The Loneliest Number & You
In October 2011, long before most Americans had even heard of coronavirus, community health resource Recovery Connection published a list of ten common reasons why people use drugs or alcohol. It’s a fairly far-reaching list, covering both personal reasons such as #1: Experimentation and #5: Peer Pressure, as well as a few more defined causes like #2: Family History/Genetics and #7: Mental Health Disorders. It’s a good list, but for the most part, nothing out of the ordinary.
This list does not cite any references nor provide any information on where these ‘top reasons’ were pulled from. That’s not to say any of them are ‘incorrect’, or even misleading. With the increasing integration of Substance Use Education programs like D.A.R.E. into public school systems, in addition to further efforts at public education regarding the dangers of substance misuse, many of these top reasons could almost be seen as common knowledge.
Indeed, I found several similar pages listing ‘top reasons’ why individuals choose to consume mind-altering substances. Other well-respected addiction recovery sites such as SoberNation.com and DrugFree.org have comparable responses and do not offer any reference sources.
But Recovery Connection’s list had one item that hits far closer to home now than the (unnamed) article’s author would have ever expected it to back in 2011.
Research has shown loneliness is significantly associated with substance misuse and use disorders.
In 2014, a team of researchers led by Friederike Boehlen published a study linking loneliness in the elderly to use of Psychotropic drugs in The Journal of Geriatric Psychiatry.
In 2016, Tracy Butler and her colleagues published a critical review in the Journal of Alcoholism that demonstrated connections between social isolation during adolescence and increased vulnerability to later development of alcohol use disorder.
In 2019, The Gateway Foundation, which is considered by some to be a leading organization in evidence-based addiction treatment, published this excellent informative graphic breaking down the links between loneliness and substance use disorders.
And in a time like this, during COVID-19, when people have been forced to physically distance from others, the negative effects of loneliness can be dangerous among those vulnerable to substance misuse.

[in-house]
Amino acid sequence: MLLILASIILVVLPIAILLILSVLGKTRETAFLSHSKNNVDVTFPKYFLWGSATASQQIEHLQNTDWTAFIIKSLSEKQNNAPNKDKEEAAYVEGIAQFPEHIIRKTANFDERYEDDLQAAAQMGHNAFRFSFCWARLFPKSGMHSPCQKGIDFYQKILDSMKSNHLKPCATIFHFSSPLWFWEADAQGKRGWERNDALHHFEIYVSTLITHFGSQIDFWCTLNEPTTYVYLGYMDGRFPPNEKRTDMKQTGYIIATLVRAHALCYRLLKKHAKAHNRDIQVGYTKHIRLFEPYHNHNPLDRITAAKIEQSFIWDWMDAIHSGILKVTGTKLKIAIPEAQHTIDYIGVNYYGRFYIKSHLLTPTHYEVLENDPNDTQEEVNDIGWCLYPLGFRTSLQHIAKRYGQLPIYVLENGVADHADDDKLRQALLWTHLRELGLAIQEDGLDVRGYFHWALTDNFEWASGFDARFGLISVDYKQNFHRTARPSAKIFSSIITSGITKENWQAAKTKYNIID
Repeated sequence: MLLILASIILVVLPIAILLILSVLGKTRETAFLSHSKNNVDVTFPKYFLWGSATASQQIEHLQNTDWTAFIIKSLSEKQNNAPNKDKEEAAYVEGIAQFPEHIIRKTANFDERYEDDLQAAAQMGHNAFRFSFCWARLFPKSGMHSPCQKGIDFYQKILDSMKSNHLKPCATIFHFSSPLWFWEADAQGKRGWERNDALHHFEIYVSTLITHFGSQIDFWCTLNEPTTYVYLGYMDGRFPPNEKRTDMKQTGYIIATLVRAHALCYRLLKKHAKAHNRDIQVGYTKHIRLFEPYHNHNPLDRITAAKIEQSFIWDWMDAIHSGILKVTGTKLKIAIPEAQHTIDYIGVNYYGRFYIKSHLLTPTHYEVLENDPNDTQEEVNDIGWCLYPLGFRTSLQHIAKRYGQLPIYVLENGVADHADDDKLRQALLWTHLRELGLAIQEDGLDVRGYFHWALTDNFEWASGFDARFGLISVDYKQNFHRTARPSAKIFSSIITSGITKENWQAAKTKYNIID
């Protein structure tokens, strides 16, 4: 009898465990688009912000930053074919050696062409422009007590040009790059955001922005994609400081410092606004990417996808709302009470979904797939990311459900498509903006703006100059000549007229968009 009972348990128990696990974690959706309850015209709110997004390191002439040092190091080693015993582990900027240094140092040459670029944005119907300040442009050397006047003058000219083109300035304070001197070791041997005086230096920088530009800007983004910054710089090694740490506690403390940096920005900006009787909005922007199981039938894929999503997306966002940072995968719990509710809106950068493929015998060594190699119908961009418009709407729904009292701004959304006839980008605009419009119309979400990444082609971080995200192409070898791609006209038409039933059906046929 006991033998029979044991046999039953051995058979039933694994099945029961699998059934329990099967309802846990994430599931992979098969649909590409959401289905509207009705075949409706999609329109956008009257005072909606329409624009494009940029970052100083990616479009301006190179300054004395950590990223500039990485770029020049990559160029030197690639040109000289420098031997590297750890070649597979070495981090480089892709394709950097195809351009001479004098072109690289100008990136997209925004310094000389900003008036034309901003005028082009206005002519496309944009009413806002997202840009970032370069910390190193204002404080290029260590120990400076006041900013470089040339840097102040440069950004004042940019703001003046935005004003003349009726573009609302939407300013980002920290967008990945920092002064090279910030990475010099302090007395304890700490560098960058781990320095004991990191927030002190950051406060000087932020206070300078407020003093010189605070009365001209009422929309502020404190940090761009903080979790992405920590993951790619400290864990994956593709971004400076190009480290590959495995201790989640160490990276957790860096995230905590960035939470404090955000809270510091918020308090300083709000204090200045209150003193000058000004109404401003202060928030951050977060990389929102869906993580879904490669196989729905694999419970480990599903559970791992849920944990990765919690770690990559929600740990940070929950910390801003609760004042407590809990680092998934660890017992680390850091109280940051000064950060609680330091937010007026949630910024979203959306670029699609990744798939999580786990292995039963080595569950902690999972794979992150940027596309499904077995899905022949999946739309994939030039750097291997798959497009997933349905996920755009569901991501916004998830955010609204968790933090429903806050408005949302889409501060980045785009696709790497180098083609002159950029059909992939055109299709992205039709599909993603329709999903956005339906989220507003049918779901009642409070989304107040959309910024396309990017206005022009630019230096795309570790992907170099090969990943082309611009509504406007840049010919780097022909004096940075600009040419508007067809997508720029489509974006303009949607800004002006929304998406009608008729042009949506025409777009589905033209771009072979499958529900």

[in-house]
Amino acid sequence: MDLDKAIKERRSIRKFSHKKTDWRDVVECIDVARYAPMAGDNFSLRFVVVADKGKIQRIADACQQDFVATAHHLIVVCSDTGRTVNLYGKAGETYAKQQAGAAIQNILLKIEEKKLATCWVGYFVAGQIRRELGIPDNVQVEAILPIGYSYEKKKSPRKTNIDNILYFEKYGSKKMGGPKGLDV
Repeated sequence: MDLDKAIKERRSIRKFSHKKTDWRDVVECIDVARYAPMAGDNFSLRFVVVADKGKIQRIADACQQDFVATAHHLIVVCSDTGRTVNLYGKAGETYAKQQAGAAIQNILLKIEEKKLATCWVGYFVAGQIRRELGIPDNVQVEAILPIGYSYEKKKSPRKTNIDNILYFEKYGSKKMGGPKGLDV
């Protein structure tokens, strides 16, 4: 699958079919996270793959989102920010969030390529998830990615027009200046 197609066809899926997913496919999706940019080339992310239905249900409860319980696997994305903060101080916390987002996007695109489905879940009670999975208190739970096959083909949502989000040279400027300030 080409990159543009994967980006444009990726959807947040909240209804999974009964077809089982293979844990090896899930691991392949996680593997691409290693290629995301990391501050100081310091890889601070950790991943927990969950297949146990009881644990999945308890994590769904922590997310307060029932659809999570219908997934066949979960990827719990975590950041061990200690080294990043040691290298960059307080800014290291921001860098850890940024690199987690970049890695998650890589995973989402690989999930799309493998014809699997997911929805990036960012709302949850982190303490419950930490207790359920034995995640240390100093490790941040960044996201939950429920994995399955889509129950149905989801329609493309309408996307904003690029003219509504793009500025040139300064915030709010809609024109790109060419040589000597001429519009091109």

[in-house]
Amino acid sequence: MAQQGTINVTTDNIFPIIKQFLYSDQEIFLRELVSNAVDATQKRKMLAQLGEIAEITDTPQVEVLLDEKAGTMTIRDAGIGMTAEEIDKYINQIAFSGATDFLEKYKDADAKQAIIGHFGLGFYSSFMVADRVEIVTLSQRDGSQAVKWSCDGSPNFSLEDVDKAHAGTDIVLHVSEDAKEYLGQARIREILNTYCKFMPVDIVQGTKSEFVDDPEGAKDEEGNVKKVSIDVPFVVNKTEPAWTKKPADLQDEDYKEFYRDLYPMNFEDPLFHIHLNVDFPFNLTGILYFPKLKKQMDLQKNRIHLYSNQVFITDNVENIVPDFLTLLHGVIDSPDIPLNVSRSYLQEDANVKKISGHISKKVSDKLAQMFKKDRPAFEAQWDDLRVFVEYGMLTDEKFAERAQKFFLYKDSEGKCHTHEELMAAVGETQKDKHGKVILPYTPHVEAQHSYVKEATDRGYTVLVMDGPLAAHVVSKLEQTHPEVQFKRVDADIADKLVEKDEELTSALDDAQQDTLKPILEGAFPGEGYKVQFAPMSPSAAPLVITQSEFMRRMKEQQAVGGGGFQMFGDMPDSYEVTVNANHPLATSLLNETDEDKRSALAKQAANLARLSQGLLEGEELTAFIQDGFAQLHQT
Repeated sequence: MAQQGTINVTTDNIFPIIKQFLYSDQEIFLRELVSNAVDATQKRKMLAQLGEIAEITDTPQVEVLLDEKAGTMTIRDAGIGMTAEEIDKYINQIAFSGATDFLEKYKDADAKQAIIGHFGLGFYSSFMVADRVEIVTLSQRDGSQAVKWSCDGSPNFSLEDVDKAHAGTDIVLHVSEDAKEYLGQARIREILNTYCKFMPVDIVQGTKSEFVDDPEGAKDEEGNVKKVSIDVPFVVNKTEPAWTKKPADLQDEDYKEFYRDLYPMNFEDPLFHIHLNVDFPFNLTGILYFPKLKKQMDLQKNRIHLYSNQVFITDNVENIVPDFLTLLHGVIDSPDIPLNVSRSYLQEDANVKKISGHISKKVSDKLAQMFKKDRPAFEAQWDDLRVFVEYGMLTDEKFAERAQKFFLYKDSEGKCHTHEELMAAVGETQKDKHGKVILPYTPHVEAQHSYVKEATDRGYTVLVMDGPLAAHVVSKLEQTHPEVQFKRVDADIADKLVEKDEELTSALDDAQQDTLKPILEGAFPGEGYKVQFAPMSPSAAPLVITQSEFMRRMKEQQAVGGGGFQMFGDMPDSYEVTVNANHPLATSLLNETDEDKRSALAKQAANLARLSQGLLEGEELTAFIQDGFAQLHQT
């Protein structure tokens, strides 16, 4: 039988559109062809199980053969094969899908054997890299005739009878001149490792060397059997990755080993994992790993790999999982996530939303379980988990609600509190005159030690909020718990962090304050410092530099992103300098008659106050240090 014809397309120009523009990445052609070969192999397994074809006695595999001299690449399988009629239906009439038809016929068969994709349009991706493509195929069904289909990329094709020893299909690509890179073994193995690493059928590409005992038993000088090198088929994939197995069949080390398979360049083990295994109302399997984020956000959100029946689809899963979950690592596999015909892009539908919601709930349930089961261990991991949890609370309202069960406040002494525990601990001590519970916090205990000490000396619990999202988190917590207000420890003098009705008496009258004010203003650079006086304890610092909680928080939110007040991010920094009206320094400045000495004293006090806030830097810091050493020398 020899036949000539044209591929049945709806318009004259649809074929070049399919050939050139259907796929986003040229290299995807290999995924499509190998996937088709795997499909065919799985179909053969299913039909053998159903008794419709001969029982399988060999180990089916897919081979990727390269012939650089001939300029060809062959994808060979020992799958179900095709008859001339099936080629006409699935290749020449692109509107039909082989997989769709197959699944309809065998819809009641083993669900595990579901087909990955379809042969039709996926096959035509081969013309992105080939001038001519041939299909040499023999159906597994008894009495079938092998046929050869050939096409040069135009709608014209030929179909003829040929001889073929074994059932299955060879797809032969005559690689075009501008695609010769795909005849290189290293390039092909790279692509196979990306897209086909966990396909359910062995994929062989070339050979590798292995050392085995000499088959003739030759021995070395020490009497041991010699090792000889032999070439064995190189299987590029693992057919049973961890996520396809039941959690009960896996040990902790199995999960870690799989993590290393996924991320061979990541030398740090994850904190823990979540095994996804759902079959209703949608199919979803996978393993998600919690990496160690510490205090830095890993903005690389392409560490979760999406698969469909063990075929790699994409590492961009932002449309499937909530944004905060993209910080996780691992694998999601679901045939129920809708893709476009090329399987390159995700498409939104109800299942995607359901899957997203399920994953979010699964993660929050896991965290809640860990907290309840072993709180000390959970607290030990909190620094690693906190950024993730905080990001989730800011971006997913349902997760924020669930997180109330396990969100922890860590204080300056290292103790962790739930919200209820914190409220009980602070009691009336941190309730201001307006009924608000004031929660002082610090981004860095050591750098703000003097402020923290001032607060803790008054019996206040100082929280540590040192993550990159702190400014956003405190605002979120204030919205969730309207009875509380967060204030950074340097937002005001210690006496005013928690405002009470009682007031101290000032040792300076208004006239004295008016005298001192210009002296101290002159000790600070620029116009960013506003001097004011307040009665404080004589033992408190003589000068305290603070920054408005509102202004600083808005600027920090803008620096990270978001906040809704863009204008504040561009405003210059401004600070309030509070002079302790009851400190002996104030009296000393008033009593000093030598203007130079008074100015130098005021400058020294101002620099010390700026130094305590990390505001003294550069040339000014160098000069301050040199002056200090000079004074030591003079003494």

“Friendship is a lot like food”, writes Psychology Today author Hara Estroff Marano. “We need it to survive. Psychologists find that human beings have a fundamental need for inclusion in group life and for close relationships.”
Marano’s article on loneliness, accessible here, serves as a reminder of how dangerous the human psyche is to negative influences. According to Marano, the damage begins when an individual recognizes themselves as experiencing ‘loneliness’. From that point forward, this realization “plays through the head like an emotional soundtrack,” and begins to strip away at an individual’s general sense of well-being.
Marano’s work also cites a series of novel studies performed by psychologist John Cacioppo of the University of Chicago. These studies show that loneliness leads to a lower quality of care from medical professionals, increased likeliness of contracting illnesses, and increased suicide rates for all age groups.
Unfortunately, there’s no definitive solutions we can point to, especially not with the wide variety of restrictive circumstances imposed upon different people worldwide due to COVID-19 and the recent episodes of social unrest. As with many damaging psychological cycles that have the ability to affect our mental wellness, simply being aware of what’s happening is a first step towards reducing the detrimental effects of loneliness.
As far as the next steps are concerned, there are a few options that can help cut down on loneliness imposed by social distancing. BBC News recommends turning off your video capture when attending digital conferences or meetings, or simply moving the on-screen display of your own camera’s capture to the side when chatting with friends. This can help mitigate so-called ‘Zoom Fatigue’, a term the article uses to refer to the exhaustion and lack of social satisfaction an individual might experience during a zoom, or video, call.
This is due to the additional stress imposed on our brains when we are constantly made aware of how we look during a social interaction. There are several other reasons why our brains can grow tired of video calls – such as having to work harder to pick up on facial expressions or voice inflection due to low quality playback, but seeing one’s reflection during a social interaction is one of the two factors one can realistically change to alleviate the issue.
The other arises from the ‘all-in-one’ nature of video calls that interferes with how we view our lives. The Self-Complexity Theory suggests that individuals deem a variety of different contextual social interactions as healthy or good, thus increasing their self-appraisal. This not only includes, for example, having friends both inside and outside of a person’s work, but also the notion that social interactions with work friends will likely take place at a different time, under a different context, or in a different location when compared to non-work friends.
With digital conversations, however, the ability to swap from a weekly staff meeting to a movie night with friends without even so much as a need to stand up begins to eat away at that sense of a healthy variety of social interactions.
To mitigate this, try designating one room or desk in your living space as your ‘work area’. When you get on a video call for work, make sure to only do so from that area. While not as grand as true separation, this imposes some degree of contextual differentiation between different social interactions.